Let’s Get This Done: Speeding Up Your Case

Greg Boles
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Partner at The Boles Firm | Experience Matters

Adapted from Chapter 8 of my free book, The Wounded Worker: Inside the Pennsylvania Workers' Comp Maze:

To receive good representation, you must be an effective partner to your lawyer in handling your case. This is particularly urgent when you have no income and you need the judge to decide your case as quickly as possible. The following is a discussion of the key ways you can assist your lawyer.

  1. Provide your lawyer with complete information, including the full names and addresses of your family doctor and all medical providers with whom you have treated for your work injury, prior injuries or pre-existing conditions. The mere fact that you suffered an injury to the same body part previously is not necessarily significant because the aggravation of an old injury counts as a new injury in workers’ comp. Why is it so important to reveal this information as soon as possible? Think about it. You “forget” the name of the doctor who treated you for an old back injury, and your lawyer learns the day before you testify that he doesn’t have those records. Delay! You shouldn’t say anything to the judge unless you know what’s in the records, and your lawyer will probably ask the judge to re-schedule. If your case involves a neck injury and that old car accident involved your low back, what’s the problem? The problem is that your memory, like everyone else’s, sucks. Medical records always contain surprises, often unpleasant. Nothing makes an insurance company lawyer happier than finding medical notes that contradict you. Take particular care to see that the description of your condition and the circumstances underlying your work injury are consistent with the information contained in the medical records.  Don’t make it easy for the insurance company lawyer to make you look like an idiot, or worse, a liar.  Your lawyer and your physician will depend on you to provide accurate information concerning your injury and any possible pre-existing condition
  1. Reveal prior claims, including injuries suffered in motor vehicle accidents and other incidents (if your case involves an orthopedic injury).  If you have ever made a claim at any time against anyone, including an insurance company, the workers’ compensation insurance company already knows about it even if you never filed suit, because they can do an “index check” of records maintained by insurance companies of all claims made by anyone. Your lawyer can’t get this information. Why? Because he represents you, not the insurance company, and they are not likely to hand that information to you.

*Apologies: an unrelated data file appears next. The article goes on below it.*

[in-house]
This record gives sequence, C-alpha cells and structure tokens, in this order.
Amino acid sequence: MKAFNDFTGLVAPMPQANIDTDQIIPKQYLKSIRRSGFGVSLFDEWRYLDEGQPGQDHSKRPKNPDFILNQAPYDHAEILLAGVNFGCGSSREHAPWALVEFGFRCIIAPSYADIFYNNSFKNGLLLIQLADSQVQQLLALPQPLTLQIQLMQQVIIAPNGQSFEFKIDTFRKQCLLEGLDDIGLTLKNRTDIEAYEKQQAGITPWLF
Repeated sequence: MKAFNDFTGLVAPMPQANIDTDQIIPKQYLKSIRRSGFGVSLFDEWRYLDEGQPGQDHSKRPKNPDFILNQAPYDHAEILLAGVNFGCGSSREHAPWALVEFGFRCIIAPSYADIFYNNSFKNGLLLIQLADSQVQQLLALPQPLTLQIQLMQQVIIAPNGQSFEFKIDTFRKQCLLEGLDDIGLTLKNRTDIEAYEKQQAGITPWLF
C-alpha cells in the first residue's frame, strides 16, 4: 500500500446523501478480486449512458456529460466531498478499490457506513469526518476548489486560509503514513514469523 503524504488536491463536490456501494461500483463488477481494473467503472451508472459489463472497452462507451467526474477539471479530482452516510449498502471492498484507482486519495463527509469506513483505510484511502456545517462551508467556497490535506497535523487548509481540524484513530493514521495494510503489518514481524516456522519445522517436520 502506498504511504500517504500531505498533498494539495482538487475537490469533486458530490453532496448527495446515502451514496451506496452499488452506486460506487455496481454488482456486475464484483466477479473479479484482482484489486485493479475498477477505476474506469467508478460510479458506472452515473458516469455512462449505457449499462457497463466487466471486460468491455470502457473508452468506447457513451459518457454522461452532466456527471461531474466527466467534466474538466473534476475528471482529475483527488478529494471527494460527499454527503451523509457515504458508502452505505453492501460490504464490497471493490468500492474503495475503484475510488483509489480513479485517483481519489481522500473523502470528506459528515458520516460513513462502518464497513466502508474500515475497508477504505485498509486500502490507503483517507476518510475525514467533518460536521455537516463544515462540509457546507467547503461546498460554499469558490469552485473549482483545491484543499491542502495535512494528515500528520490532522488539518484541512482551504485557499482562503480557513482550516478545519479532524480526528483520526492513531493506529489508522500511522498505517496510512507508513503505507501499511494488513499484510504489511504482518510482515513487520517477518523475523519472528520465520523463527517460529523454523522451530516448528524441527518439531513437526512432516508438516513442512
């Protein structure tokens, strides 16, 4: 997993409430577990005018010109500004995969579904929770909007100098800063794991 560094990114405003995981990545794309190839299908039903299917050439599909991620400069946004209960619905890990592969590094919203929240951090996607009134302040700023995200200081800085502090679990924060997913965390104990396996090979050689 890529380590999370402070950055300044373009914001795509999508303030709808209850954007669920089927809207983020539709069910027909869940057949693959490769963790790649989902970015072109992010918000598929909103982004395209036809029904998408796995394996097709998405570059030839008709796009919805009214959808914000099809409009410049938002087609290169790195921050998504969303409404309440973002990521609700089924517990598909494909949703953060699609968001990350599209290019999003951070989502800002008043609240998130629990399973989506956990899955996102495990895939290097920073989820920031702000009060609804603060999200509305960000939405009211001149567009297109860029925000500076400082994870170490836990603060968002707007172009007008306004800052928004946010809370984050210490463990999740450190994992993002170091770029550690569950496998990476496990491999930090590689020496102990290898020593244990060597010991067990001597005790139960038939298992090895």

1. If you treated in an emergency room, discuss with your lawyer any significant differences between the facts recorded in the emergency room records and your recollection of the events.
  1. Identify all witnesses who have any information relevant to your claim.
  1. Disclose negative information to your lawyer, who can place these facts in their proper context.  Do not let the insurance company use negative undisclosed information to undermine and embarrass you, your witnesses or your physician during questioning. The last place you want to be when talking about a conviction for theft is when an insurance company lawyer is grilling you in a courtroom.
  1. Get your medical records for your lawyer, but talk to the legal staff first. Lawyers swamp medical providers with record requests, which are handled in the order received.  Under the best of circumstances, it can take a provider three weeks to a month to send records to your lawyer.  Sometimes medical providers send the records months after the initial request is made. It is much faster for you to get these records yourself.
  1. If your lawyer needs a medical report from your doctor, ask your physician to respond promptly. Otherwise, it can take a physician weeks or even months to respond to such a request.